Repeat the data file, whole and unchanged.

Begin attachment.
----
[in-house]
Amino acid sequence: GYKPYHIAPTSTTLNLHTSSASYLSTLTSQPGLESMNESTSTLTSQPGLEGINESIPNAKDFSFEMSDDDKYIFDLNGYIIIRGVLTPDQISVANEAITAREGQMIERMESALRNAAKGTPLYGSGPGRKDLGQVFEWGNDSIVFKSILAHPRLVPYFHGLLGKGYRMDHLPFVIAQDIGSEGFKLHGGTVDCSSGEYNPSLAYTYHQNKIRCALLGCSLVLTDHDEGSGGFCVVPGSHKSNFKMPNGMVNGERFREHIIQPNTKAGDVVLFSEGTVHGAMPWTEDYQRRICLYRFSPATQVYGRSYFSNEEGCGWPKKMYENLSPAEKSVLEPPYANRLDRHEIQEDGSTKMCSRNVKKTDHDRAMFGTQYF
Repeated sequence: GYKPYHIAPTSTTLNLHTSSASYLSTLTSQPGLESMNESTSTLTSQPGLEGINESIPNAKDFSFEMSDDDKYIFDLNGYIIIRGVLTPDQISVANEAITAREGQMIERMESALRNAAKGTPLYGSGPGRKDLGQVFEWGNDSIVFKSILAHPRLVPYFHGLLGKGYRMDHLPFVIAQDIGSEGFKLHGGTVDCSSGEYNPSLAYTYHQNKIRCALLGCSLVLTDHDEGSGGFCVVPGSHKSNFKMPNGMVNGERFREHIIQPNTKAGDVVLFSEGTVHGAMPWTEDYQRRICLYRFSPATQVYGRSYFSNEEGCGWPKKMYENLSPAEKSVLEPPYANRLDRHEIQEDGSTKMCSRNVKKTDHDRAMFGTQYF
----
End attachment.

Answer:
[in-house]
Amino acid sequence: GYKPYHIAPTSTTLNLHTSSASYLSTLTSQPGLESMNESTSTLTSQPGLEGINESIPNAKDFSFEMSDDDKYIFDLNGYIIIRGVLTPDQISVANEAITAREGQMIERMESALRNAAKGTPLYGSGPGRKDLGQVFEWGNDSIVFKSILAHPRLVPYFHGLLGKGYRMDHLPFVIAQDIGSEGFKLHGGTVDCSSGEYNPSLAYTYHQNKIRCALLGCSLVLTDHDEGSGGFCVVPGSHKSNFKMPNGMVNGERFREHIIQPNTKAGDVVLFSEGTVHGAMPWTEDYQRRICLYRFSPATQVYGRSYFSNEEGCGWPKKMYENLSPAEKSVLEPPYANRLDRHEIQEDGSTKMCSRNVKKTDHDRAMFGTQYF
Repeated sequence: GYKPYHIAPTSTTLNLHTSSASYLSTLTSQPGLESMNESTSTLTSQPGLEGINESIPNAKDFSFEMSDDDKYIFDLNGYIIIRGVLTPDQISVANEAITAREGQMIERMESALRNAAKGTPLYGSGPGRKDLGQVFEWGNDSIVFKSILAHPRLVPYFHGLLGKGYRMDHLPFVIAQDIGSEGFKLHGGTVDCSSGEYNPSLAYTYHQNKIRCALLGCSLVLTDHDEGSGGFCVVPGSHKSNFKMPNGMVNGERFREHIIQPNTKAGDVVLFSEGTVHGAMPWTEDYQRRICLYRFSPATQVYGRSYFSNEEGCGWPKKMYENLSPAEKSVLEPPYANRLDRHEIQEDGSTKMCSRNVKKTDHDRAMFGTQYF